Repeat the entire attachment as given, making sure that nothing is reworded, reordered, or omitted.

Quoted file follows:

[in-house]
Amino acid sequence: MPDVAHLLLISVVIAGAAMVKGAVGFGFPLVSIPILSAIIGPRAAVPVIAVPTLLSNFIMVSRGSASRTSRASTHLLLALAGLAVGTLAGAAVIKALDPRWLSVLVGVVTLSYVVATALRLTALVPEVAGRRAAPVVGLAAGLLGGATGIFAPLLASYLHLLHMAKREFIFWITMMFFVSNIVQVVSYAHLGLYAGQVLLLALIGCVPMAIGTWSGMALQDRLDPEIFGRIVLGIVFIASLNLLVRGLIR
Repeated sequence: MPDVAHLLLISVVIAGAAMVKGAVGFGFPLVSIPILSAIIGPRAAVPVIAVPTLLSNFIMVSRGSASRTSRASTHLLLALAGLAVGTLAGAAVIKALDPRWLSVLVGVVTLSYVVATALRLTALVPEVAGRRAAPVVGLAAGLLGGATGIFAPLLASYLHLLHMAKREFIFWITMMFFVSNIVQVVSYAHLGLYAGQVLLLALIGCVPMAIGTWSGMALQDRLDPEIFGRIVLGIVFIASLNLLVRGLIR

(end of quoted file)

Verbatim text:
[in-house]
Amino acid sequence: MPDVAHLLLISVVIAGAAMVKGAVGFGFPLVSIPILSAIIGPRAAVPVIAVPTLLSNFIMVSRGSASRTSRASTHLLLALAGLAVGTLAGAAVIKALDPRWLSVLVGVVTLSYVVATALRLTALVPEVAGRRAAPVVGLAAGLLGGATGIFAPLLASYLHLLHMAKREFIFWITMMFFVSNIVQVVSYAHLGLYAGQVLLLALIGCVPMAIGTWSGMALQDRLDPEIFGRIVLGIVFIASLNLLVRGLIR
Repeated sequence: MPDVAHLLLISVVIAGAAMVKGAVGFGFPLVSIPILSAIIGPRAAVPVIAVPTLLSNFIMVSRGSASRTSRASTHLLLALAGLAVGTLAGAAVIKALDPRWLSVLVGVVTLSYVVATALRLTALVPEVAGRRAAPVVGLAAGLLGGATGIFAPLLASYLHLLHMAKREFIFWITMMFFVSNIVQVVSYAHLGLYAGQVLLLALIGCVPMAIGTWSGMALQDRLDPEIFGRIVLGIVFIASLNLLVRGLIR